A photograph of a Western Rattlesnake in my copy of the Audubon Society Pocket Guide served as the reference for the naga illustration, as can be seen in the sketches below.

Tim commented: “This illustration will serve for the dark naga and the other naga types. You can use one of the other types if you wish. In any case, I would prefer to go with a more human-looking head. However, remember to keep the lidless snake-like eyes, and I think reducing the ears to more reptilian holes gives it a good feel. If you stick with the dark naga, keep the crest and the tail stinger. Also, nagas have traditionally had female heads, but I don’t have a preference.”

The last tweak I did was add fangs. Better pack the antivenin.

ILLUSTRATION #7: Basilisk

Another classic creature from the 1974 edition of D&D is the basilisk, seen here in a drawing by Greg Bell.

As I’ve mentioned, David A. Trampier’s art has been a favorite since middle school and his depiction from the Monster Manual does not disappoint.

Most historical renderings of the deadly basilisk are serpent-like or more akin to a cockatrice (coming up next). Trampier’s unusual, eight-legged version may have been inspired by Ulisse Aldrovandi‘s, Serpentum, et Draconum Historiae Libri duo, from 1640.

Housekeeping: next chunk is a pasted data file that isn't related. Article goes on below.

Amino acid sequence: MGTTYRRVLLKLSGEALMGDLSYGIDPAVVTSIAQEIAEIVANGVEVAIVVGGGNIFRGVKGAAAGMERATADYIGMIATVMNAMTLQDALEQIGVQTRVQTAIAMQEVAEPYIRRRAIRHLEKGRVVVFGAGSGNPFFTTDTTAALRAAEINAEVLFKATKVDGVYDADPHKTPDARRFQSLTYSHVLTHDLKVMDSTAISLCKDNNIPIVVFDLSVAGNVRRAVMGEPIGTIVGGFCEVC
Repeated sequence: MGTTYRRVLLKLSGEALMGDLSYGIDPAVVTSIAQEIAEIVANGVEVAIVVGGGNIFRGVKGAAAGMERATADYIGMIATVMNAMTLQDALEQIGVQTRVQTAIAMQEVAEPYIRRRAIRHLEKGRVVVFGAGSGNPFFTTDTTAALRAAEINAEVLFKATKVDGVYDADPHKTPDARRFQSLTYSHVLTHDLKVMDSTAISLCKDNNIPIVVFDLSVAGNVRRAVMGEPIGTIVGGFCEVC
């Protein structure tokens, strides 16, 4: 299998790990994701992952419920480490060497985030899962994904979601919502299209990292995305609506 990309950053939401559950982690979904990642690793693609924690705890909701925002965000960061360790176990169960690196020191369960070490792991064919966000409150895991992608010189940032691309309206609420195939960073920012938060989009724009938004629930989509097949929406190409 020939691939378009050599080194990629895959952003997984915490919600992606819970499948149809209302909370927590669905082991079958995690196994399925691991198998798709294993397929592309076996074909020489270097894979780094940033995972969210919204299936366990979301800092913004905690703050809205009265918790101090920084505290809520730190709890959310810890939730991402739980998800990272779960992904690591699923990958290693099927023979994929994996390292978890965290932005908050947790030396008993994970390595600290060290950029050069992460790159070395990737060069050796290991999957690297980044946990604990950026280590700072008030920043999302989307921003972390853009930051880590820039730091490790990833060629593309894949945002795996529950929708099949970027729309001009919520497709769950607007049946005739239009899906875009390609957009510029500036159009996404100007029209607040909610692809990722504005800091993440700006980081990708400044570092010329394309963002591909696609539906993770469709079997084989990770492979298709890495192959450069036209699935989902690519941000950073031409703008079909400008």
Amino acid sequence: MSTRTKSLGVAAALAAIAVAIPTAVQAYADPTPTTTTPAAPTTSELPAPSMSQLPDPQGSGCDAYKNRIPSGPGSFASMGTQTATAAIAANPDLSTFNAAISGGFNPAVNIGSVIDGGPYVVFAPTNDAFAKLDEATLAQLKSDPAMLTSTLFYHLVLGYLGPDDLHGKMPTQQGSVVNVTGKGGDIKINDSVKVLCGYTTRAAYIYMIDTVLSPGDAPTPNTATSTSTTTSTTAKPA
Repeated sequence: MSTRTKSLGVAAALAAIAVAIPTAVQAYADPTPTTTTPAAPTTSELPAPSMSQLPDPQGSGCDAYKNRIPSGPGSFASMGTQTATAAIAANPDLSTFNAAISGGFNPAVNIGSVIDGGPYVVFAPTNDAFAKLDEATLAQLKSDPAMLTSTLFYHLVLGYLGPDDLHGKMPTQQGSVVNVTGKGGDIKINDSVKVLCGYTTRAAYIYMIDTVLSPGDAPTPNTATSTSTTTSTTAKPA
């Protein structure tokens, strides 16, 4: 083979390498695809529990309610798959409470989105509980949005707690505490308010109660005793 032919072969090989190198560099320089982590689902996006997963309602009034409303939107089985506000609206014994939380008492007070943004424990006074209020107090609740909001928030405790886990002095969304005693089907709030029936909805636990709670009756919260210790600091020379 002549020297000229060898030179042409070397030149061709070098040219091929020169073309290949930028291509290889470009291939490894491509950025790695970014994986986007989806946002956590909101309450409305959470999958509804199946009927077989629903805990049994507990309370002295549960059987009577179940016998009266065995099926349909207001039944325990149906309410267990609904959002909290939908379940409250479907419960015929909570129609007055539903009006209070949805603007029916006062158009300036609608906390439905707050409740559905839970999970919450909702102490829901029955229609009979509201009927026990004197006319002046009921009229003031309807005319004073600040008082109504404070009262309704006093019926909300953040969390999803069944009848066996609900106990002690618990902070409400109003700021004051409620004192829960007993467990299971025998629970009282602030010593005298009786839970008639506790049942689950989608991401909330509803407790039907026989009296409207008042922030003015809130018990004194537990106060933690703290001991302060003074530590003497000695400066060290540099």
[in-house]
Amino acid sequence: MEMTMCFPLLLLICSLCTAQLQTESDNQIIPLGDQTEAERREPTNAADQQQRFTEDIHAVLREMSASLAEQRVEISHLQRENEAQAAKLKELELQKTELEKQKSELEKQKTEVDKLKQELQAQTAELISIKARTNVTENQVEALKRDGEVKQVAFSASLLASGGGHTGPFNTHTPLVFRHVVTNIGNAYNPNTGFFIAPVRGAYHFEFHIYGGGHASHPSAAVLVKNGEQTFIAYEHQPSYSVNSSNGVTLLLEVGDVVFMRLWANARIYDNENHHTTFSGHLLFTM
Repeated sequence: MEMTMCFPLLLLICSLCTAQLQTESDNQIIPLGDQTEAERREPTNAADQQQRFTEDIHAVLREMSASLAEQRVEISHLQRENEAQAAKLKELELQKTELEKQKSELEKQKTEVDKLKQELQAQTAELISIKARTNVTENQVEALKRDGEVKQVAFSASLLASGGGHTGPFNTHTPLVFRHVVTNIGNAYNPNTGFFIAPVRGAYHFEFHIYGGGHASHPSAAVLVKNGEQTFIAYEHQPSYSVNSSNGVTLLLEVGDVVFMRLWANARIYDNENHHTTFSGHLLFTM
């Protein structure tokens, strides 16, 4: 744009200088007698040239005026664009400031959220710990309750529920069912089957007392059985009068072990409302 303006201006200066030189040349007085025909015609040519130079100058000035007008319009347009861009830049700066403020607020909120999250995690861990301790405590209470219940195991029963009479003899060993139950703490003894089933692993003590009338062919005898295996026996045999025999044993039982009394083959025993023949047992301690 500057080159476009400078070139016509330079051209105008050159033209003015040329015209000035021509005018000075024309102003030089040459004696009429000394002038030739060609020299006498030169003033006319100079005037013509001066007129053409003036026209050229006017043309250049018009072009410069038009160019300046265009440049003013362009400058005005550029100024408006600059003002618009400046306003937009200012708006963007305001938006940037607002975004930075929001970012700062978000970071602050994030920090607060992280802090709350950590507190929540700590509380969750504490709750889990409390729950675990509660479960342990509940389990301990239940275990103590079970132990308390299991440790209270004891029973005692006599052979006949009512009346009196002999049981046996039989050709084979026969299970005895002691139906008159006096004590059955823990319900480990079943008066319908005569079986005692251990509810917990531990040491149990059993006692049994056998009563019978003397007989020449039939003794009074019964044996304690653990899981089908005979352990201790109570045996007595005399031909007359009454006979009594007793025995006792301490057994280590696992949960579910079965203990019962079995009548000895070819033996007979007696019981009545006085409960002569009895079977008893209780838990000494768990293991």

Regardless, Tramp’s depiction was so iconic that it stuck in my memory for over a decade when I conjured up my own rendition of this mythical monster.

Tim noted: “You sketch is not bad, but again, don’t emphasize the upturned fangs, also maybe round the snout some.”

The final was completed in the first half of my assignment. I did round out the snout, as requested, and added downward pointing teeth, too. Despite that, one designer apparently complained that it was, “…a shame it doesn’t show the proportions.” with regard to the pose. Tim had approved my sketch and time was tight, so we ran with it…but it would not be the last time I’d hear rumblings that not everyone at TSR was fond of my art.

ILLUSTRATION #34: Cockatrice

Based on the beast of medieval folklore, in which a snake hatches a rooster’s egg, the cockatrice first appeared in the original D&D set in 1974 and subsequent supplement, Eldritch Wizardry.

My rendition was straightforward and adhered to classical depictions of this foul creature…or is it fowl?

Reference was taken from a copyright-free engraving of a hen from the book, Animals: 1,419 Copyright-Free Illustrations of Mammals, Birds, Fish, Insects, Etc. More on that treasure chest of a book later…

ILLUSTRATION #203 317: Minotaur

“A minotaur’s labyrinth is rarely natural.”
Monstrous Manual, p. 252

The basilisk, Medusa and naga may have been completed in the first batch of artwork sent in for the Monstrous Manual in February 1993, but there were other pieces that came at the very end, including a few Tim didn’t initially order.